By Dallas Dogger
Thirty people lost their lives in December and January during Australia’s floods, the worst the country has seen in decades. More than 27,000 homes were flooded in Brisbane alone, and countless businesses were affected. To put the flood into perspective, imagine Nevada, Texas and California under water.
Self-storage sites in some areas of South Brisbane were hit hard, with Melco Storage in Oxley, Storage King Rocklea and Kennards Self Storage in Milton all affected. Melco was completely engulfed, with water over the roofline.
Many other sites suffered power loss and road closures. A number of facilities operated on generator power until services could be resumed. National Storage, one of Australia’s largest self-storage operators, had to be evacuated from Brisbane’s central business district. It was more than two weeks before power was restored and workers could return. National’s self-storage call center was also shut down and relocated to an alternative site.
“We had very little notice that we would need to evacuate, which did not give us much time to pick up gear and relocate. We just shut the door and left,” said Mike Berry, director of finance for National Storage.
The City of Toowoomba, 120 miles west of Brisbane, was hit hard by a torrential storm in January. The intense storm dumped more than 10 inches of rain in an hour, turning the central business district into a raging torrent never before seen. Though Toowoomba is on top of a range some 1,900 feet above sea level, cars and containers were washed down the main street. The wall of water then cascaded at high speed down the range toward Brisbane, taking out complete towns like Lowood, killing many in its path. Residents had no warning.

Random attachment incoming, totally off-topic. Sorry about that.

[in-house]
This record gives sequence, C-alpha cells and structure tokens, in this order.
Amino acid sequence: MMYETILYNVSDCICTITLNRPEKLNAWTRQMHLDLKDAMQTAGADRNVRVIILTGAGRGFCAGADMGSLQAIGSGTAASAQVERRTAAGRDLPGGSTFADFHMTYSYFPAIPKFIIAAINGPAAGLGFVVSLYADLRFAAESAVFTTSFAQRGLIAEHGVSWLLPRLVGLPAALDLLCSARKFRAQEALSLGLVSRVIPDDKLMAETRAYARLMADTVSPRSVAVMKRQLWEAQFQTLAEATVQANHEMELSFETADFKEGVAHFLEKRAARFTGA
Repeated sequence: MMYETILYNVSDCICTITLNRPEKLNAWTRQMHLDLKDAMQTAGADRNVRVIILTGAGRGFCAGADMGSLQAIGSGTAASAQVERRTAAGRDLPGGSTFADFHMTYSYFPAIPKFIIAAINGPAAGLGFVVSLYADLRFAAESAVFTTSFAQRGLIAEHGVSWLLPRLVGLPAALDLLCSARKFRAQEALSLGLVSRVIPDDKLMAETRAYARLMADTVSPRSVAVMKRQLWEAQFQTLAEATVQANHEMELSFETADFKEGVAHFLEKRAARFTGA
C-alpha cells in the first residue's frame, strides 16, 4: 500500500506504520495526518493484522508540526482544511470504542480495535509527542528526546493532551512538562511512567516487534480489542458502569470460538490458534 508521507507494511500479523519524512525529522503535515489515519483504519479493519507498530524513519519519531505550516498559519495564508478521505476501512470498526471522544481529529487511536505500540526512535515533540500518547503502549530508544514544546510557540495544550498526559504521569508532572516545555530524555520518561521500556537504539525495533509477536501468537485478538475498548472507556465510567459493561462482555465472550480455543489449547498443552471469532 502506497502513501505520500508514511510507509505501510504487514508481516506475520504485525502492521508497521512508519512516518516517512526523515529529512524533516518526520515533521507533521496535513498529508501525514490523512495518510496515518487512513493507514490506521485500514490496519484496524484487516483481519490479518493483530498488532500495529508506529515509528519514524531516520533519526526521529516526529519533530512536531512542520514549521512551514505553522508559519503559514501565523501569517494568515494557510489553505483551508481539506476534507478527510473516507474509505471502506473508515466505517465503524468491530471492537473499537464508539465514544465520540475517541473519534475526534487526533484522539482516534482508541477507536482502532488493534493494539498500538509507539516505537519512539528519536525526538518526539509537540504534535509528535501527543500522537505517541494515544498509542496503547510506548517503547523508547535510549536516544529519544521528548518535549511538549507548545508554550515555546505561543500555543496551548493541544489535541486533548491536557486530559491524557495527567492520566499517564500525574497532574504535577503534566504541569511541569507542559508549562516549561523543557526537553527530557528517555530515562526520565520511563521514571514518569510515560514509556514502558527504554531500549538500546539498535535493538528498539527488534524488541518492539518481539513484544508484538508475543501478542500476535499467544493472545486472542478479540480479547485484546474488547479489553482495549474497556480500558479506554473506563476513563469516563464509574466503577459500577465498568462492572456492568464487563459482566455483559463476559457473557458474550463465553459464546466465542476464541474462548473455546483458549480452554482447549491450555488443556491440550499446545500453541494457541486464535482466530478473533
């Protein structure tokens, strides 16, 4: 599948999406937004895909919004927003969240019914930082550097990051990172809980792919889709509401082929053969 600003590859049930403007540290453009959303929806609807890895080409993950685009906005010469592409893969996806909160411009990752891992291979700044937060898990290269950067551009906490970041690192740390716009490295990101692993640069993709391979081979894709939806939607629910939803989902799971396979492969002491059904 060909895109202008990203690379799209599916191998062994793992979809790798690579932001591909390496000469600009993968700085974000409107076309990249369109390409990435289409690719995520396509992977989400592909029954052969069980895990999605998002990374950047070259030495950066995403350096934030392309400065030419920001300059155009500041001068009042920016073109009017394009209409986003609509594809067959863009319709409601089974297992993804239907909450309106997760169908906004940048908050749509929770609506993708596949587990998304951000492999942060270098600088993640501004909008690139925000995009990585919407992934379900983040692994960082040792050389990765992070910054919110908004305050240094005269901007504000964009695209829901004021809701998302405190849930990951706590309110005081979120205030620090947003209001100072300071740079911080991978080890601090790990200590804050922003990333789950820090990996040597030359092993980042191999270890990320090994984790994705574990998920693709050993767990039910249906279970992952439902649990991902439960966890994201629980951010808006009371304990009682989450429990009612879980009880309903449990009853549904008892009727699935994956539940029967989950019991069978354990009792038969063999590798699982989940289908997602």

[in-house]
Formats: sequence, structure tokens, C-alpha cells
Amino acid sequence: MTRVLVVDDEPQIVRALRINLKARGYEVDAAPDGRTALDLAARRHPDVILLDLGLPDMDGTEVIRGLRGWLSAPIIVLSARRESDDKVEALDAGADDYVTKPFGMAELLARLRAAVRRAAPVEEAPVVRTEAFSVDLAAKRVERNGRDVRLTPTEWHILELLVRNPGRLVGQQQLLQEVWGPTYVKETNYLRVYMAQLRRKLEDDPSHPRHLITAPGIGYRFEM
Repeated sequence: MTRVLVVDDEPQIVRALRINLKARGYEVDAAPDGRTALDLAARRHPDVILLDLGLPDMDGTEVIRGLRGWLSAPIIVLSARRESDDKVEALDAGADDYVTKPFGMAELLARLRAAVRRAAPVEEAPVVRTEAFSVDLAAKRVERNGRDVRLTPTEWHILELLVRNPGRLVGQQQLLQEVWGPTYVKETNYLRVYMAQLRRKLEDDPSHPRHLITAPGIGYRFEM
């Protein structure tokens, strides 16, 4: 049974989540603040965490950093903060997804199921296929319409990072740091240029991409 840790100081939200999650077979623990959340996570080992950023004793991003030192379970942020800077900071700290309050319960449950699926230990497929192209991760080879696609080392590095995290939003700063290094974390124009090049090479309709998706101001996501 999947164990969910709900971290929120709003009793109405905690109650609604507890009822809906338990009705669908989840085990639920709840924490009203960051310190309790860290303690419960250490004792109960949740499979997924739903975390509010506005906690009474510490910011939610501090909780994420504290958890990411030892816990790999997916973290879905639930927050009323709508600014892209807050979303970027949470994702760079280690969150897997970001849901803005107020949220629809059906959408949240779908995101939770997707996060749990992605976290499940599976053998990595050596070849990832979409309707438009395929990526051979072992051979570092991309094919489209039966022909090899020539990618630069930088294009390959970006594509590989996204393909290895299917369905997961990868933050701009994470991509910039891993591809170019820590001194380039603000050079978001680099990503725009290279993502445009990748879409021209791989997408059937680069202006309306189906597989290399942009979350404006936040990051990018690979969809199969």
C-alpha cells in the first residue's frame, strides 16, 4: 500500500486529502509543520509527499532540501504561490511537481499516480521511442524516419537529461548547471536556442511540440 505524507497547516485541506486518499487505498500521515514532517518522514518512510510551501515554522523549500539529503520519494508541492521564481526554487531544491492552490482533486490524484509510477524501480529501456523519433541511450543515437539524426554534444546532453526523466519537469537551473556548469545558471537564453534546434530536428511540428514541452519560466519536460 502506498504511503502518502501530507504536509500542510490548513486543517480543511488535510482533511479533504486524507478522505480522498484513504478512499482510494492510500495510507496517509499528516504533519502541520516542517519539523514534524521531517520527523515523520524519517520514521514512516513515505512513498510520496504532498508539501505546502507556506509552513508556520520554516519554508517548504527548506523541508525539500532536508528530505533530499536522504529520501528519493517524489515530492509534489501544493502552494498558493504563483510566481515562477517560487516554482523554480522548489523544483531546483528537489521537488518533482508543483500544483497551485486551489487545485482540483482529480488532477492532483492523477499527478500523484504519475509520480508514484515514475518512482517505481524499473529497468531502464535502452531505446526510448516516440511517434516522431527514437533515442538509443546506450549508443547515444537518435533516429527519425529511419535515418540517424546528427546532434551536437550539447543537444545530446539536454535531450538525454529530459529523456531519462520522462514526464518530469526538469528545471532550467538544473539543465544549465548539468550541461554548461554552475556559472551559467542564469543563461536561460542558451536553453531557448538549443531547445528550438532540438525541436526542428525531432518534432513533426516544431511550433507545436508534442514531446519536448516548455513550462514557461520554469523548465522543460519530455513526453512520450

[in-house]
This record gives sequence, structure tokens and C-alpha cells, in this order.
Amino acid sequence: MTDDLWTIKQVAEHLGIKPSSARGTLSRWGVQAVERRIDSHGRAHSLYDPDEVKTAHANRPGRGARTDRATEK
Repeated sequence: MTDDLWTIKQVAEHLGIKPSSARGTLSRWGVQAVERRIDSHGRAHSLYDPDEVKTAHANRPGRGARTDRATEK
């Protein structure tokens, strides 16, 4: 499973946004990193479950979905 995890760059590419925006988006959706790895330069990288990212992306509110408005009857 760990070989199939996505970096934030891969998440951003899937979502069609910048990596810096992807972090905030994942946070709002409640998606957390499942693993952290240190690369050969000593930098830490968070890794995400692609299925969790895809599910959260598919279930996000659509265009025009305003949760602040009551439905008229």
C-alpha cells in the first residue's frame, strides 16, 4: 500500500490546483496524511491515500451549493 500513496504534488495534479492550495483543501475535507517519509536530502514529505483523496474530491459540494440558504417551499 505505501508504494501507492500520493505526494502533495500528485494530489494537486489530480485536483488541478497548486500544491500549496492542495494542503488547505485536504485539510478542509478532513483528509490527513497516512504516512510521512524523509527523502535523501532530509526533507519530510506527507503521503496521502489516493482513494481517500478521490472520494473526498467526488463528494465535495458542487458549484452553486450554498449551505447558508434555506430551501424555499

The waters travelled all the way to the Bremer River, which joins the Brisbane River on the outskirts of the city. At this stage, authorities could not control the flow. Floodwaters surged on Jan. 12 into Brisbane and flooded more than 25,000 homes and businesses.
Getting the Word Out
A suggestion from one of our customers led us to compile a list of dry and secure self-storage sites around flood-affected areas. We had a number of great responses from facility managers, who gave us details such as location and units available so flood victims could easily find them. We posted the list on the Centreforce IT website and updated it several times a day. Within an hour of the posting, more than 100 people had viewed the page.
We also updated our Facebook and Twitter pages and gave the information to local authorities. Our tweets were reposted by others, and this in turn made the list go viral—hundreds and hundreds viewed it. One flood victim saw the list and contacted us directly from the United States. We helped him rent three spaces and determine how to get his wine collection to safety. The power of good Web contact and social media in a crisis cannot be overstated.
In times of major disaster, self-storage facility operators can be counted on to help. There are 25,000 homes in Brisbane alone that need major repairs. Many may have to be rebuilt, and homeowners will need to store the goods they have left while the work is done.
At a recent meeting of fellow IT companies in Brisbane, we discussed the preparedness of businesses for impending disaster. It’s surprising how many didn’t have plans for the flood, especially bigger businesses. Many believed the Wivenhoe Dam, which lies across the Brisbane River, would prevent flooding. It didn’t. The key is to have a plan—even if you don’t think you’ll be affected.
Dallas Dogger is the CEO of Brisbane, Australia-based Centreforce IT, an installer of self-storage access-control, CCTV and door-alarm systems throughout Australasia. For more information, visit www.centreforceit.com.au.